Growing up, I had three great passions. Each of these passions was born out of a piece of media.
The first of my passions was Paleontology. Born of my love of the Jurassic Park
franchise, I absolutely adored dinosaurs and desired to learn everything about them. I once even challenged a paleontology major college student (my second grade teacher's son) to a dinosaur naming contest and won.
My second passion was Astronomy. I adored stories of space travel and exploration. Star Trek
and Star Wars
captivated my childhood and has continued to form a core to my futurist tendencies.
My third passion was Archaeology. And given the title of this article, you can probably imagine which series influenced this passion. The Indiana Jones
franchise built a love of history and alternate history that has only grown stronger as my knowledge of history grew with my education. Until I was in High School, there was a genuine part of me that wanted to go into archaeology as a profession.
Naturally, my dislike of busywork and the realities of being an archaeology teacher or museum curator (the only profitable jobs that an archaeology major could reasonably acquire) nipped much of that in the bud. But the love and appreciation for this film remained, especially as my passion turned to film-making and I learned the history of some of my favorite childhood films.
Like how Indiana Jones and the Raiders of the Lost Ark
was a collaborative passion project between George Lucas, the director and creator of Star Wars
, and Steven Spielberg, the director and force behind...basically the best films of the 1980s and 1990s. Much like Star Wars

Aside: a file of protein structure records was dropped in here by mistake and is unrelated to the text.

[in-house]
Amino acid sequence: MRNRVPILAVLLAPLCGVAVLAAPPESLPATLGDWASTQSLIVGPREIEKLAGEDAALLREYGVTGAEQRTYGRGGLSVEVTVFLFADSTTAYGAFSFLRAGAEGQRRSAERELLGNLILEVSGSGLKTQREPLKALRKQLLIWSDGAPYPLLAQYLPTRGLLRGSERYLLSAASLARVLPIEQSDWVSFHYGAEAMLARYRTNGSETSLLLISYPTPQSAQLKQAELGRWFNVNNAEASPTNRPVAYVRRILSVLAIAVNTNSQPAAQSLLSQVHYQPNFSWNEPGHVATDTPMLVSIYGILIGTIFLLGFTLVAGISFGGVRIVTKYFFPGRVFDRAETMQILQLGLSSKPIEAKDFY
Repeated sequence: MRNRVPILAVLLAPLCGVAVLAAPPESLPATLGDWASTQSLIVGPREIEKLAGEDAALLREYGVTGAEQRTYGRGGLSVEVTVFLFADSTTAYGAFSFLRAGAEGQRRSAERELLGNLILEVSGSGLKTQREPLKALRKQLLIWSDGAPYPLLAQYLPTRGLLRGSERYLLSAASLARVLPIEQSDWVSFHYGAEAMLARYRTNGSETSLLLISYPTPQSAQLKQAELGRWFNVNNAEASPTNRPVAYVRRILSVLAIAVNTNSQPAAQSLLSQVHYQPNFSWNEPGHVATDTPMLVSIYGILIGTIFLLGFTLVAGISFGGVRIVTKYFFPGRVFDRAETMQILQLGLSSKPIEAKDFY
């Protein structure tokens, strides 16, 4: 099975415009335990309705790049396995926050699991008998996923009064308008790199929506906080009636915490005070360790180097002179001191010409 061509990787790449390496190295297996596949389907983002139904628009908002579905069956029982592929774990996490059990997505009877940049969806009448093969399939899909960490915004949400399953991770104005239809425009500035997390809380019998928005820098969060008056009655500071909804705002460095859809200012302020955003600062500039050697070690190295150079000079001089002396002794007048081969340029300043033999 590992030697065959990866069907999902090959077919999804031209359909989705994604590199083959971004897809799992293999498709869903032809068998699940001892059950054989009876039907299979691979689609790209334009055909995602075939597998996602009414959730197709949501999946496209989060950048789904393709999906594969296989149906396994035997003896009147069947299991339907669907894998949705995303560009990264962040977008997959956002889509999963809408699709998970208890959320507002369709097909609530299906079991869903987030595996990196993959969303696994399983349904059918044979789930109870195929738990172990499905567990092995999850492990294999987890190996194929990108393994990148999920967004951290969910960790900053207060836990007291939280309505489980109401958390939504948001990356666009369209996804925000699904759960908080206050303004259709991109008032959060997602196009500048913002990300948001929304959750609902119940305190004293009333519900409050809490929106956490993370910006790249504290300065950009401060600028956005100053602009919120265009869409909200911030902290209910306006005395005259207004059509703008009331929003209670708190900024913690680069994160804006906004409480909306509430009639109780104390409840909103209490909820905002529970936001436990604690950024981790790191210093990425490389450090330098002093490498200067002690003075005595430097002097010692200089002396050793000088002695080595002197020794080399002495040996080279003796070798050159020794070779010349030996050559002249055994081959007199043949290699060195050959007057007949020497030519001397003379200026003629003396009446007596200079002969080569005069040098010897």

was inspired by George Lucas' love of Flash Gordon sci-fi serials, Indiana Jones
was inspired by the treaure hunter and explorers of 1930s and 40s serials, as well as the romance and danger of characters like Alan Quartermain and James Bond.
Lucas wrote the initial draft, then called The Adventures of Indiana Smith
. but shelved the idea for many years, as the means and method to create such a series of films were outside of his capacity. Initially wanting Clint Eastwood for the role of Indiana Jones, prior commitments on Eastwood's part to the film The Outlaw Josey Wales
, and the development of The Empire Strikes Back
being shifted to a different director to Lucas, would see Lucas and Spielberg team up with Harrison Ford to bring a brand new adventure franchise to life.
To phenomenal success. It is no exaggeration to state that the Indiana Jones
franchise fundamentally shifted much of the public perception around adventure blockbusters and even the archaeological profession. Just as Star Trek
and Star Wars
inspired astronomers and Jurassic Park
inspired paleontologists, Indiana Jones
has become the benchmark for future archaeologists.
And for very good reason.